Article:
Both presentations prompted a discussion about the number and variability of sustainability and how all these tools fit together. The presenters stressed that both tools fit in wider thinking around sustainability in the sector. Even though the tools are being developed in parallel, they both attempt to simplify the analysis of complex, variable data.
“Let’s invite WASHTECH to apply the TAF tool on this Household Water Treatment and Storage (HWTS) technology, the communities choices system, to determine whether it needs to be scaled up”. This came up at the 26th edition of the National Learning Alliance Platform meeting, which recently took place in Accra on theme, Household Water Treatment and Storage Strategy in Ghana.
Members of the WASHTech learning alliance at the meeting had to respond by further explaining and updating stakeholders on the project and the TAF. Abu Wumbei of the WASHTech Ghana team explained that the TAF was indeed a tool that could be used to assess the said HWTS technology, but that the tool was currently being tested on some selected technologies; and that these will enable the fine-tuning of the tool to suit the local situation and context. Thereafter, according to him, the tool will be in full operation; owned…
In her latest blog post “What’s wrong with a free car?”, Susan Davis of Improve International argues that giving away cars for free would not solve mobility problems for those on low incomes and that likewise, with WASH projects, giving away a capital asset does not help a ‘beneficiary’ if it leaves them with crippling running costs that they can’t afford. In planning WASH services we need to consider lifecycle costs.
There are also parallels in terms of technology choice: do you buy an old Land Rover, which will be unreliable but many things can be fixed by the owner (My neighbour and I changed a head gasket and a cracked cylinder head on my 20-year-old Defender, and I spent many happy – and unhappy – hours tinkering), or do you buy a Toyota Prius that will be ultra-efficient and reliable, but when it does break will cost and fortune and needs specialist skills and materials.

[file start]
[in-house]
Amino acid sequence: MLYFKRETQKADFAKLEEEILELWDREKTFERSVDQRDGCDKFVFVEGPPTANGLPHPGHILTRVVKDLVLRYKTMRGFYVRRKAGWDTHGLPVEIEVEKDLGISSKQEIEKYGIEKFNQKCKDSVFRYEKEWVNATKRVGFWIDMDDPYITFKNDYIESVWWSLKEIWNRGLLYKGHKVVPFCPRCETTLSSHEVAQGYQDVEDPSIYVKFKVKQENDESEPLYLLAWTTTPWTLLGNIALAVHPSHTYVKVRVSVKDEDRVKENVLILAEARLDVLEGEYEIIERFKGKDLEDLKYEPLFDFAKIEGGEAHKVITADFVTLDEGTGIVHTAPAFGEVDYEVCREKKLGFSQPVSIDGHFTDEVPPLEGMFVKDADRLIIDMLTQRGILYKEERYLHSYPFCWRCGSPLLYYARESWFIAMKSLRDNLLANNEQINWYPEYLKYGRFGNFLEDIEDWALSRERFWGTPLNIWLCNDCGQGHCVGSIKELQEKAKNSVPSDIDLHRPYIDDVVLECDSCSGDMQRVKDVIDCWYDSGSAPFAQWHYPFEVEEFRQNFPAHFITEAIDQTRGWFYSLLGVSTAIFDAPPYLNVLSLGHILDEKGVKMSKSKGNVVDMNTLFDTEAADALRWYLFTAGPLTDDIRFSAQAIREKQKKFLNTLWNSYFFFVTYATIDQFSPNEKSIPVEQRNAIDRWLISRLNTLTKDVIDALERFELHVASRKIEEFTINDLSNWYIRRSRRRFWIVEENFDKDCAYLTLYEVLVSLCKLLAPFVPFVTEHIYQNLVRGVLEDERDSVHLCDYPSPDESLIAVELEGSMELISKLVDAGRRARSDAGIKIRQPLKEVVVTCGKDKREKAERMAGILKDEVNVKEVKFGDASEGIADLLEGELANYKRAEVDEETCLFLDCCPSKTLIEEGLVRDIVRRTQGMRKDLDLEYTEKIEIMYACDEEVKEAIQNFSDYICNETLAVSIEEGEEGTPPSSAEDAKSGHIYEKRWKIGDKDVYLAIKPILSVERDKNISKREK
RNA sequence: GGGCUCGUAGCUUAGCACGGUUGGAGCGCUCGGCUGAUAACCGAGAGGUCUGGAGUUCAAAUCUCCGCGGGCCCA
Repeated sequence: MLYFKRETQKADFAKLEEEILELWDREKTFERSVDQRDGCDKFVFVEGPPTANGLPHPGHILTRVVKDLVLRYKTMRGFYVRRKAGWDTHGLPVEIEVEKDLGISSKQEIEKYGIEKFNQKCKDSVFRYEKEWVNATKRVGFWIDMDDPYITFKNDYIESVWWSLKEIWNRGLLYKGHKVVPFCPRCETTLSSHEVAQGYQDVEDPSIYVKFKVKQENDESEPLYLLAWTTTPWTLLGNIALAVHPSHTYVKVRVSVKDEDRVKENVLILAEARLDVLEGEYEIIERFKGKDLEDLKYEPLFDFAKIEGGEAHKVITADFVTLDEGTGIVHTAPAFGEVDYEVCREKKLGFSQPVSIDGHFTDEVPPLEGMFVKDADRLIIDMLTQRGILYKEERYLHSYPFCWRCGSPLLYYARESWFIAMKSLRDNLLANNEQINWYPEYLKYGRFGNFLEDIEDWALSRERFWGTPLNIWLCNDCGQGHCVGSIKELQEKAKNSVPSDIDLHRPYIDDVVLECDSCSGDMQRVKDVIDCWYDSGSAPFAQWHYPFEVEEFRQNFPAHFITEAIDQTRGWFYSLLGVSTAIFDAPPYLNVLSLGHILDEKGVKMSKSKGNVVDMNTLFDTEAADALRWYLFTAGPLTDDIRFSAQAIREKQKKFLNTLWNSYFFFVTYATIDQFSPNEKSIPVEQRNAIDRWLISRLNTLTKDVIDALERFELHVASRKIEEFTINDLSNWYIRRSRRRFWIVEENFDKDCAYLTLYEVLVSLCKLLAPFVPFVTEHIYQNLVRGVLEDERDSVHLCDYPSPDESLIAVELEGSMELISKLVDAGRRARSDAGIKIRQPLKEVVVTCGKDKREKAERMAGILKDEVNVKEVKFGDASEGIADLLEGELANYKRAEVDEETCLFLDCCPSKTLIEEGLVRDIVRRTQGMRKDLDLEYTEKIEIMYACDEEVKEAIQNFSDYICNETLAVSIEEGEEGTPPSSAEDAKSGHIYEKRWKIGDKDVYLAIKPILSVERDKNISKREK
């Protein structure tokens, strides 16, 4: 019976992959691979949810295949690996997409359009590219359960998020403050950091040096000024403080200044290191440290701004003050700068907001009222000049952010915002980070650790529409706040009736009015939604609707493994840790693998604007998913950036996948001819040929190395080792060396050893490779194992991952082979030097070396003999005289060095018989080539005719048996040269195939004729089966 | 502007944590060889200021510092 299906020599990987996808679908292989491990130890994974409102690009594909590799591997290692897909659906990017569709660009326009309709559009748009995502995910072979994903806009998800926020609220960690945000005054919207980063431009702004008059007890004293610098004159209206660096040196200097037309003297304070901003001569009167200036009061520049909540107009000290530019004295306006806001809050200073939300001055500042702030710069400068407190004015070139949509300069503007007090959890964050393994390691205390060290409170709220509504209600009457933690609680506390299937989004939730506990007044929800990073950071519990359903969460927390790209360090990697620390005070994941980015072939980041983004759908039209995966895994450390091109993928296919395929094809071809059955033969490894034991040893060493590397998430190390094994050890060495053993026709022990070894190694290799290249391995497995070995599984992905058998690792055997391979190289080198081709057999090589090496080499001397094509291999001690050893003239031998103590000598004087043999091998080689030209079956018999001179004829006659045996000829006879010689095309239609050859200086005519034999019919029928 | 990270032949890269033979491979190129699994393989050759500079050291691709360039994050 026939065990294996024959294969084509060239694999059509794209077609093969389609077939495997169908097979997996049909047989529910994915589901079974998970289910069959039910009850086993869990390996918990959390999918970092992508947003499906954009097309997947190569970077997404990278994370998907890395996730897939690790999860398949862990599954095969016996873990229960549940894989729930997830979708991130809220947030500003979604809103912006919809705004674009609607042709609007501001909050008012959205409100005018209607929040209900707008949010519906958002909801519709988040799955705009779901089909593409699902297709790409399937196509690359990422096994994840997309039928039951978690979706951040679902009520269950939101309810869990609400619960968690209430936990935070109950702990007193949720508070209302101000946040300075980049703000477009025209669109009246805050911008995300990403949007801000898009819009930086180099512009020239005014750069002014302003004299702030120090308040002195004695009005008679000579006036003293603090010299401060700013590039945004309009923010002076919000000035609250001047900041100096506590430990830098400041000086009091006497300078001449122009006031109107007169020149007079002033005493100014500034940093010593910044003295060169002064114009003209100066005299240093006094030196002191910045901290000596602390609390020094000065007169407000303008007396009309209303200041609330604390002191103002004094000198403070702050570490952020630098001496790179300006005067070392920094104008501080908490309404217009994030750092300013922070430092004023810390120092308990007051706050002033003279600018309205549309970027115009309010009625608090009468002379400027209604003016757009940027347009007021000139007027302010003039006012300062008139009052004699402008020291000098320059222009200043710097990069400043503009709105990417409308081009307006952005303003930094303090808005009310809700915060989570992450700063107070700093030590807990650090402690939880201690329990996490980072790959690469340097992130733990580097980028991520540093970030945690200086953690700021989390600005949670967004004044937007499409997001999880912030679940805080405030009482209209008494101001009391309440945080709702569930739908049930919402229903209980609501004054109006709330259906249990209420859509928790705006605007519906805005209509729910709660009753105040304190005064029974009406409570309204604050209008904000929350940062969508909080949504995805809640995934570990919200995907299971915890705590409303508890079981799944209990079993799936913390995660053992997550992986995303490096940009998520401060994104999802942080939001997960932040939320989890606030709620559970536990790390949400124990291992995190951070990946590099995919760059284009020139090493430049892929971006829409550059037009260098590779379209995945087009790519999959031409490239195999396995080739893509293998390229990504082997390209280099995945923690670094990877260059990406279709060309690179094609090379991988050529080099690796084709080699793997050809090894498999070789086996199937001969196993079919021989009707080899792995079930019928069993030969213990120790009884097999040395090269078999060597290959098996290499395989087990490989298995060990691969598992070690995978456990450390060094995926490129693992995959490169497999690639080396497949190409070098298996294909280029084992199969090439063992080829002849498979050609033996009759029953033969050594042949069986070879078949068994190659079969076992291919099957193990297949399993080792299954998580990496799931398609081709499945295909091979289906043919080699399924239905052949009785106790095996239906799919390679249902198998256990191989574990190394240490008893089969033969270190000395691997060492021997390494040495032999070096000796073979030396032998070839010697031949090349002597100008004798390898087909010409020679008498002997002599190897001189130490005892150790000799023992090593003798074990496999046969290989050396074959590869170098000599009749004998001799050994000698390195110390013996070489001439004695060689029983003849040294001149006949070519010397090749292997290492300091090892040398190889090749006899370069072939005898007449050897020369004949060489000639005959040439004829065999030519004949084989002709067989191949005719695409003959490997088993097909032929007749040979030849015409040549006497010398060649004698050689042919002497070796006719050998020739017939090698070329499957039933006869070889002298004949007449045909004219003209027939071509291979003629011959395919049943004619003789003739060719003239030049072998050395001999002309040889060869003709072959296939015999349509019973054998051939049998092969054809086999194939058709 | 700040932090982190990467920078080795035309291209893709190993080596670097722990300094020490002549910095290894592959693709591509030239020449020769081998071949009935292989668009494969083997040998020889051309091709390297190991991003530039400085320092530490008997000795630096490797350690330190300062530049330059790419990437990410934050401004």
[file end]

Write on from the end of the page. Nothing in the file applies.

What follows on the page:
What should water users in say, Nicaragua or South Sudan, choose for their pump? Would they be better with a handpump that is precision-manufactured out of the very best materials to make it as reliable as possible, or a Rope Pump or an EMAS pump that can be made cheaply from readily available materials, and can be easily fixed by the user if it goes wrong.
It may seem to perverse to compare the two situations where millions everyday around the world do not have access to safe water, let alone a vehicle. But I found Susan’s comparison a helpful one in explaining the value of a topic like lifecycle costing that at first glance can seem intangible and academic. In the WASHtech project we, along with our project partners IRC, WaterAid, Cranfield, KNUST and Netwas, have embedded the findings of WASHCost from day one so that the assessment of the applicability of new WASH technologies tries to get the whole picture.
What lifecycle costing does is that it shows us that there are better questions to questions to ask than just “which technology is better”. Instead: for any given context, which approach to supplying a water service is the most financially sustainable? What are all the costs involved, not just the CapEx and OpEx? If water users and Government can be provided with that information, in a way that is clear and understandable, then they have a fighting chance of getting a system that works, and continues to work.
Le secteur de l’eau et l’assainissement n’est pas à court de technologies nouvelles et émergentes, promues par le secteur privé ou les ONG et les bailleurs de fonds. Avant même d’être adoptées dans les stratégies nationales, ces technologies sont largement reprises par le secteur privé et intègrent nos villes et villages.
Conséquence : La contribution des nouvelles technologies pour l’atteinte des Objectifs du millénaire pour le développement (OMD) est insignifiante. Un des obstacles majeurs à la réalisation des objectifs du secteur apparaît être l’absence de systèmes pour évaluer le potentiel d’une technologie et le manque de capacité à mettre de nouvelles technologies appropriées à l’échelle de manière efficace. WashTech propose un outil innovant pour évaluer les technologies dans un contexte spécifique. D’une durée de 36 mois, WAHTech est un Projet de recherche sur un procédé innovant pour évaluer le potentiel et la viabilité d’un large éventail des technologies…